Representatives of the three partners, the German Aerospace Centre (DLR), ForWind, the Center for Wind Energy Research of the Universities Oldenburg, Hannover and Bremen, and the Fraunhofer Institute for Wind Energy and Energy Systems Technology (IWES) signed the cooperation agreement.
The combined know-how of more than 600 scientists will pave the way for groundbreaking impulses for a renewable energy future based on on- and offshore wind energy.
The research alliance, through its personnel strength and by networking knowledge and expertise, will be able to successfully process long term and strategically important major projects. A research infrastructure with test centres and laboratories will process innovative issues and set standards across the globe.
Federal Minister for the Environment Peter Altmaier welcomed the founding: „A coordinated alliance for wind energy research strengthens companies based in Germany and contributes to their future. A successful energy turnaround requires efficient and reliable wind energy turbines which the research alliance is working on”.
The community of the research alliance has an international charisma and opens up synergies for upcoming major projects in the wind industry. Answers to technologically demanding questions are urgently needed for the increasing professionalization of the branch and the maintaining of technological leadership. The partners’ content-related cooperation starts directly in the BMU funded project “Smart Blades – Development and Construction of Intelligent Rotor Blades” which has a project volume of 12 million Euros and a runtime of 39 months.Joint Research on Intelligent Rotor Blades
Rotor blade trailing edges which can change their shape and flaps which divert wind when required – very large rotor blades equipped with such mechanisms can systematically correct gusts and reduce performance fluctuations. As a result susceptibility to damage can be reduced and longer service life achieved. Such active technologies are already being tested in aeronautics and are now to be applied in wind energy.
If the wind blows too strongly today’s rotor blades are turned full length out of the wind. In the meantime, the new blades, up to 85 meter in length, move over an area equivalent to more than several football fields with every rotation. The gustiness of wind though, leads to very different wind conditions within this large area and so cannot be taken into account when making blanket – and also relatively slow – adjustments to the entire rotor blade. For this reason local flow is now to be influenced more accurately and quickly through movable slats, trailing edges and other systems.Great Challenges in the Wind Energy Branch
The kick-off for this first major alliance project was the starting point for work, using one „passive“ and two alternative „active“ technologies, on the rotor blade design tasks.
Contact for further information:DLR
Another Milestone in Hybrid Artificial Photosynthesis
31.08.2015 | Lawrence Berkeley National Laboratory
New high energy density automotive battery system from Fraunhofer IISB and international partners
25.08.2015 | Fraunhofer-Gesellschaft
China's Loess Plateau was formed by wind alternately depositing dust or removing dust over the last 2.6 million years, according to a new report from University of Arizona geoscientists. The study is the first to explain how the steep-fronted plateau formed.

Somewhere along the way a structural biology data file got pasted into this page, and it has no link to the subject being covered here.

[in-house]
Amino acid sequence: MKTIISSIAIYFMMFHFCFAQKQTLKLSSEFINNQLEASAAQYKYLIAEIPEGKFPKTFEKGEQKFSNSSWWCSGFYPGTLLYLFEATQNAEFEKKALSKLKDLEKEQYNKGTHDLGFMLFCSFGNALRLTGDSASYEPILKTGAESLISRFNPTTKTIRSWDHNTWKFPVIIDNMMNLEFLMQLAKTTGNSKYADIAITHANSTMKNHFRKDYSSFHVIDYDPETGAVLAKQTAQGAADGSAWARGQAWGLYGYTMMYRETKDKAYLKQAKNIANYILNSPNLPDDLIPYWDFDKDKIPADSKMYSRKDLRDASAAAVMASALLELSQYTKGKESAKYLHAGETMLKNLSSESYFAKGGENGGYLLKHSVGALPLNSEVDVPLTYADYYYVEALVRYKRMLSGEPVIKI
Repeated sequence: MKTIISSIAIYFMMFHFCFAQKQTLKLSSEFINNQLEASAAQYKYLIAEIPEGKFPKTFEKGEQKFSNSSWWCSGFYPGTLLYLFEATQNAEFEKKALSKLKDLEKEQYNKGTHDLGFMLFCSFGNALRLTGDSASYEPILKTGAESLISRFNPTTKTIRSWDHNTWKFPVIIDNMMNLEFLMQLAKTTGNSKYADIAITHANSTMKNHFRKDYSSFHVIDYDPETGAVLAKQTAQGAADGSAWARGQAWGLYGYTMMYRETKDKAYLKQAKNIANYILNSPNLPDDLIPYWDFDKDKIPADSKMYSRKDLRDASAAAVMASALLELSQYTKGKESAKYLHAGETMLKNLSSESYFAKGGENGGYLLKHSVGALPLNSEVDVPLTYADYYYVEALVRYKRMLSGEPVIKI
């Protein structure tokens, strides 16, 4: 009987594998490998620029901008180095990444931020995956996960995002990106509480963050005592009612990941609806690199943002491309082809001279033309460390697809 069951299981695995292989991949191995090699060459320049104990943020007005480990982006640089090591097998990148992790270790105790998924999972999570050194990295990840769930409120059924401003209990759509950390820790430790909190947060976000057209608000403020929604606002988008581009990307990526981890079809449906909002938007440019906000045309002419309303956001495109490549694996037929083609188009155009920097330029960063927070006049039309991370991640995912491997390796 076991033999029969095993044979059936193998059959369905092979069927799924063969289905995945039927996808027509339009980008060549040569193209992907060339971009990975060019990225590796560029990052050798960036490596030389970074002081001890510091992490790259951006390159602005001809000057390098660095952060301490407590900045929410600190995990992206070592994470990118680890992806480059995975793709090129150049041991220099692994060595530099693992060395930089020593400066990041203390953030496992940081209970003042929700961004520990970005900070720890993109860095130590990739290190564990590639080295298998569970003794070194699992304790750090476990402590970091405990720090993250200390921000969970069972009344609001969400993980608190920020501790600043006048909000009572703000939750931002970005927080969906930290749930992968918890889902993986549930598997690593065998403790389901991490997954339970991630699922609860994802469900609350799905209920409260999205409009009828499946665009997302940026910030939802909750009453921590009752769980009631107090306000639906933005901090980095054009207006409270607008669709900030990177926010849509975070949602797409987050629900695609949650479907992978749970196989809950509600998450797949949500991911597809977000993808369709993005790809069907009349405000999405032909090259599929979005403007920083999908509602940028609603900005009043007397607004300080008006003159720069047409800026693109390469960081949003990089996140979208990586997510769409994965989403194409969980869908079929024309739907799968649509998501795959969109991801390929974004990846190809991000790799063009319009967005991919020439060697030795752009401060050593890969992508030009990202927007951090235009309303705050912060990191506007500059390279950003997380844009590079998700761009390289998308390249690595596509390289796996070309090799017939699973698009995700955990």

China's Loess Plateau was formed by wind alternately depositing dust or removing dust over the last 2.6 million years, according to a new report from...
The leaves of the lotus flower, and other natural surfaces that repel water and dirt, have been the model for many types of engineered liquid-repelling surfaces. As slippery as these surfaces are, however, tiny water droplets still stick to them. Now, Penn State researchers have developed nano/micro-textured, highly slippery surfaces able to outperform these naturally inspired coatings, particularly when the water is a vapor or tiny droplets.
Enhancing the mobility of liquid droplets on rough surfaces could improve condensation heat transfer for power-plant heat exchangers, create more efficient...
Longer, more severe, and hotter droughts and a myriad of other threats, including diseases and more extensive and severe wildfires, are threatening to transform some of the world's temperate forests, a new study published in Science has found. Without informed management, some forests could convert to shrublands or grasslands within the coming decades.
"While we have been trying to manage for resilience of 20th century conditions, we realize now that we must prepare for transformations and attempt to ease...
A University of Oklahoma astrophysicist and his Chinese collaborator have found two supermassive black holes in Markarian 231, the nearest quasar to Earth, using observations from NASA's Hubble Space Telescope.
The discovery of two supermassive black holes--one larger one and a second, smaller one--are evidence of a binary black hole and suggests that supermassive...
A team of European researchers have developed a model to simulate the impact of tsunamis generated by earthquakes and applied it to the Eastern Mediterranean. The results show how tsunami waves could hit and inundate coastal areas in southern Italy and Greece. The study is published today (27 August) in Ocean Science, an open access journal of the European Geosciences Union (EGU).
Though not as frequent as in the Pacific and Indian oceans, tsunamis also occur in the Mediterranean, mainly due to earthquakes generated when the African...
20.08.2015 | Event News
20.08.2015 | Event News
19.08.2015 | Event News
02.09.2015 | Physics and Astronomy
02.09.2015 | Life Sciences
02.09.2015 | Awards Funding